work for you?
Major mobile carriers are pushing unlimited data hard, harkening back to old-school cell plans. Verizon (the last to jump back on the bandwagon) finally caved, recently unveiling its new-and-improved unlimited plan.
With auto-pay, you'll snag unlimited data on four lines for $180 per month -- plus HD video streaming and 10 GB of unlimited 4G LTE mobile hotspot usage. (After that, it downshifts to 3G.) But these prices don't include fees and taxes, which will inevitably raise your bill. The offer is also ambiguously labeled as "introductory." Will prices get jacked up? Probably, but we'll have to wait and see.
Other big mobile players are reacting in kind. Shortly after Verizon's announcement, T-Mobile tweaked its One Unlimited plan to match Verizon's HD video and hotspot offerings. Similarly, Sprint rolled out a limited-time promotion -- just $90 per month for five lines. The caveat is that Sprint's network isn't known to be the best when it comes to speed and reliability.
Shout out to the folks at Phonearena.com for putting together this wonderfully comprehensive breakdown of each carrier's unlimited plans.
But all the hoopla has us asking one big question -- is unlimited data something we need? It all comes down to your individual data consumption. Light users who stay mostly connected to their home or work Wi-Fi, and only burn through one to two gigabytes per month, might be better off going with Google's Project Fi mobile service, which toggles between Wi-Fi and 4G LTE networks. The pricing model is super-transparent; $20 for unlimited calls and texts, and $10 for every gigabyte of data you use. Plus, you get a refund for unused data.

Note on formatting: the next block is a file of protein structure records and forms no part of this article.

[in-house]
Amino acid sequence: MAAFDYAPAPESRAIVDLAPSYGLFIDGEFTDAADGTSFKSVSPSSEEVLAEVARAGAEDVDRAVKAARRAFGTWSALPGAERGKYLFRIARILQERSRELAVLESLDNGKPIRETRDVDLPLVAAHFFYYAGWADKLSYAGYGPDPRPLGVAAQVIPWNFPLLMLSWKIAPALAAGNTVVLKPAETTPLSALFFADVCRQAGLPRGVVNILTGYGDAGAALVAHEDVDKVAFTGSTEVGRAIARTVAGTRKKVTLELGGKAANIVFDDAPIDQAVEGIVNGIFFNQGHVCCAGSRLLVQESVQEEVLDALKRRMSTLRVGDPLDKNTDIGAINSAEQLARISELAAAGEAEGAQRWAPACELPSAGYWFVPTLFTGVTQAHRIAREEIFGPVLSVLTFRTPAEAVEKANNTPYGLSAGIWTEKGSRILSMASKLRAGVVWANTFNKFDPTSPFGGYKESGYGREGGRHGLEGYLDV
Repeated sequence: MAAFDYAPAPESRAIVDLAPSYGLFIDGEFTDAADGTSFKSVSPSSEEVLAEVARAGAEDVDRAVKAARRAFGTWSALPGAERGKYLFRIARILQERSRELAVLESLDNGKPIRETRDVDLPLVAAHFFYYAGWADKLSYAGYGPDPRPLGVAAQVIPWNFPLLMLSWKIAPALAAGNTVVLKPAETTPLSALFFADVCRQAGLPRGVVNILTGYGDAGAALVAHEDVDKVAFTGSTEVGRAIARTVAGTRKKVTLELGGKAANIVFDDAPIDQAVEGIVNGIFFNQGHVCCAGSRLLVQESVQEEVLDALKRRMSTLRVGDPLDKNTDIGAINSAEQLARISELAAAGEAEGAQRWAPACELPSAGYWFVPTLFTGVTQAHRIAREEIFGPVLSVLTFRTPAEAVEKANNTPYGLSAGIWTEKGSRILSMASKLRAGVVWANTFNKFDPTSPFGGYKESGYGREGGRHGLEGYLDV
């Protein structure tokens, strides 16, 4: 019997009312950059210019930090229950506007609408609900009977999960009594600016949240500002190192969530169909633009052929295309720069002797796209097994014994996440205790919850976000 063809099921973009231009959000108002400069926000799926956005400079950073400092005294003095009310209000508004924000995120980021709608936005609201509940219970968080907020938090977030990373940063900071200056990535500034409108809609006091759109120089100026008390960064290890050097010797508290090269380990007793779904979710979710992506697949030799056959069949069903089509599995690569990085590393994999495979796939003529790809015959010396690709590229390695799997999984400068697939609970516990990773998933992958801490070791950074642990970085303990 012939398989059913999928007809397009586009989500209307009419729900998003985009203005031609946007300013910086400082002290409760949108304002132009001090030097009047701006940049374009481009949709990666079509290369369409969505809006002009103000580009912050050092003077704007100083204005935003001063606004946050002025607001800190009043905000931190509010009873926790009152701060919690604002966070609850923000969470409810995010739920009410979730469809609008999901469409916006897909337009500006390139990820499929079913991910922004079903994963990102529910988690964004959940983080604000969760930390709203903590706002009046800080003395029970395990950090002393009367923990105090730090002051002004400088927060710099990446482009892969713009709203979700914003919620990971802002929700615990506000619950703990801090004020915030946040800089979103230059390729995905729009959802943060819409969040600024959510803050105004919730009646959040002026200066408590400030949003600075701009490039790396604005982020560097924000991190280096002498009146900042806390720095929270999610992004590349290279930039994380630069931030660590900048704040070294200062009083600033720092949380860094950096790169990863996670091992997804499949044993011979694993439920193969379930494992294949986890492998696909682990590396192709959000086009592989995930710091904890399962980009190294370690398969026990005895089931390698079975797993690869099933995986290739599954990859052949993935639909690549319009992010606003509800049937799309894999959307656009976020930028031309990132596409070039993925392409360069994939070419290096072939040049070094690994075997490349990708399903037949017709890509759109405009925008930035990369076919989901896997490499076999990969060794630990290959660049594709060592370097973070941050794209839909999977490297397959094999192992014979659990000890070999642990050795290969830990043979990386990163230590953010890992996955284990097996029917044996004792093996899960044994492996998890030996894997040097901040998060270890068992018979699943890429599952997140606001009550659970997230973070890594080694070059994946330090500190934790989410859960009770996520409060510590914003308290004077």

On the flip side, data-guzzlers, like those who spend hours streaming movies during their commute every day, will get more bang for their buck by going with one of the major carrier's unlimited plans, especially if they have multiple lines. Of course, most of us fall somewhere in the middle, and while unlimited data provides a nice peace of mind, it's far from necessary for a lot of people.
There's also network quality to consider because, as Slickdeaer DRad points out, "Boost, MetroPCS, and Cricket have cheaper unlimited."
While true, those lower costs also bring below-average download speeds. With T-Mobile neck-and-neck with Verizon for speed and reliability, their current $100-for-two-lines promo (including taxes and fees) is worth exploring depending on where you live.
"I switched to T-Mobile from Verizon last year and don't mind it at all. Coverage in the sticks isn't the best but that's like five days a year for me so not a problem," says Slickdealer ThinKing.
Ultimately, while it's good news that Verizon is once again offering an unlimited plan, jumping ship from your current plan might not be the smartest (or cheapest) move. What do you make of all the unlimited data fuss? Worth it or overrated?
Image courtesy of Sprint.
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